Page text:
Sociology of Education

Drawing on ONE sociological perspective presented in the course content, discuss critically its usefulness in developing your understanding of your role as a teacher and the Irish primary education system.

The perspective of inclusion resonated with me, in particular the necessary inclusive relationships between schools, families and communities. Through this lens, I have ashamedly discovered my own deficit view and restructured this to prepare for a new responsibility as a future educator in the Irish education system.

It Takes a Village

I don’t think anyone would argue against an inclusive education for all children, however, my concerns are the interconnectedness between schools, families and communities, that I now see as an imperative feature in education.

There is ample evidence justifying the benefits for children when families and communities are intertwined in the school system (Epstein, 2018, INCLUD-ED, 2011). When all three stakeholders, school, family and communities are in partnership (SFCPs) with each other, they all yield positive outcomes, with the student remaining as the main beneficiary (Galvin, Higgins and Mahoney, 2009). These benefits range from better student performance, positive school atmosphere, trusting and open relationships, ownership of learning and a greater understanding of roles and responsibilities in these partnerships (Epstein, 2018; Galvin, Higgins and Mahoney, 2009).

This partnership aspect of education is very appealing and one I never gave full consideration to. Yosso (cited in Johnson, 2015) discusses how educators can often see these relationships through a deficit lens, blaming those not involved and taking part as ‘uninterested’ in their child’s education. This perception was ubiquitous during my school years. Luckily, I grew up with very involved parents. Despite this, I regrettably admit that I adopted the perception that my parents and many adults around me had. I unknowingly judged some of my peers in my class who were not picked up from school or were not wearing their own clothes on Colour Day because they had not brought the necessary €2 donation. How utterly ignorant I was. This is no fault to my parents or my upbringing, but it must be recognised that due to my upbringing I have seen the education system through this deficit lens; placing blame and judgement on the oppressed rather than the oppressor. A mindset exists among teachers that those parents not taking part in school life are not concerned about their children (Kroeger, cited in Bower and Griffin, 2011). I need to be aware of this mindset and ensure that my privileged upbringing bestowed on me does not influence my teacher identity.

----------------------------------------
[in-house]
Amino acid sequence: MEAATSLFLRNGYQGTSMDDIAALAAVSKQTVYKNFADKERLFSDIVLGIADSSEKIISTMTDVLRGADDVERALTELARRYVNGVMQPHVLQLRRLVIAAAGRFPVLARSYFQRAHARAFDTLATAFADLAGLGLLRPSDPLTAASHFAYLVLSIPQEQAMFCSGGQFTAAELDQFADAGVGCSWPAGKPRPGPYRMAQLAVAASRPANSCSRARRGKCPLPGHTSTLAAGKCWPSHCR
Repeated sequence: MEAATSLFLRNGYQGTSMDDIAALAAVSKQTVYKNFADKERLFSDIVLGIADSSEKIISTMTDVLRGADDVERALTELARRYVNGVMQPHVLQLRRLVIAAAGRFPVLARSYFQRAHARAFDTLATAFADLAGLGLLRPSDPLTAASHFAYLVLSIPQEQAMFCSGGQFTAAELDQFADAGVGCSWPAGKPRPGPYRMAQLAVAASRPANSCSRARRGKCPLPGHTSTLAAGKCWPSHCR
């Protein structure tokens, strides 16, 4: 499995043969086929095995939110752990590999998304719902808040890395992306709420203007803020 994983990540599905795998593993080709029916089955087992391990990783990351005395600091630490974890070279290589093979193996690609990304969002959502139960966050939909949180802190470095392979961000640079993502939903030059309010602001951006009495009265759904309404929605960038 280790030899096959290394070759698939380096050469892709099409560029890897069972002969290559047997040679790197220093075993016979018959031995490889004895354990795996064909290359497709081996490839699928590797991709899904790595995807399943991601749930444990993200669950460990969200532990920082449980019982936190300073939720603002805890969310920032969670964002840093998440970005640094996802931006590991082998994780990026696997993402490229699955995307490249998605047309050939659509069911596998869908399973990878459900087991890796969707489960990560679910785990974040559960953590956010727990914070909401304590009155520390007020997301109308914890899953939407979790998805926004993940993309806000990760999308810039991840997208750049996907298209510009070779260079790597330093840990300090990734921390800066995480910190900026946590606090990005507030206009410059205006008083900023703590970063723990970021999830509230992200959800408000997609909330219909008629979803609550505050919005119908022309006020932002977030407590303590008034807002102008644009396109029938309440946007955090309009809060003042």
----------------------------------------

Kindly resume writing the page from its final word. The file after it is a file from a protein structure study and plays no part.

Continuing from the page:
Senator Lynn Ruane speaking out about school costs and the shame it can bring to those who don’t contribute and how educators can contribute to that shame.

Part of the Family

Through this perspective, I have re-established where I see my role within the families of my students. The Education Act (1998) recognises that the parent is the primary educator of the child. Traditional features of this relationship include end-of-year parent-teacher meetings, bi-annual report cards, sporadic newsletters throughout the year (Galvin, Higgins and Mahoney, 2009; Epstein et al., 2018). Bower and Griffin (2011) state that school systems often only communicate with families to tell of achievement or lack thereof and they further inform us that this is not enough. Formerly, I thought this was sufficient too.

Epstein (2018) explains that for effective SFCPs, communication in a two-way direction is paramount. Furthermore, it is imperative for educators to understand the backgrounds of their students (Epstein, 2018). Of course, this appears obvious, but beyond understanding is empathy and not just for the student but for the parents too. I am conscious of this deficit lens which exists from my upbringing, however, my role is to welcome, not exclude parents. Not only will building these relationships, through persistent, consistent and open communication, allow for the child to appreciate and value education both in school and at home, but it might help rebuild broken bridges that parents have with school (Epstein, 2018). understanding these benefits will hopefully help me be more sympathetic to those who may not have had the lucky upbringing I had. This is a new goal for me, not only to help and support my thirty students but also those thirty families, that are also in the classroom with me.

This word cloud represents the different aspects of a learner’s background that need to be understood and valued by the educator.
(Credit: Siobhán McHugh via canva.com)

Part of the Community

Recognising the values, attitudes and difficulties within a community is imperative in order to understand the students from that community.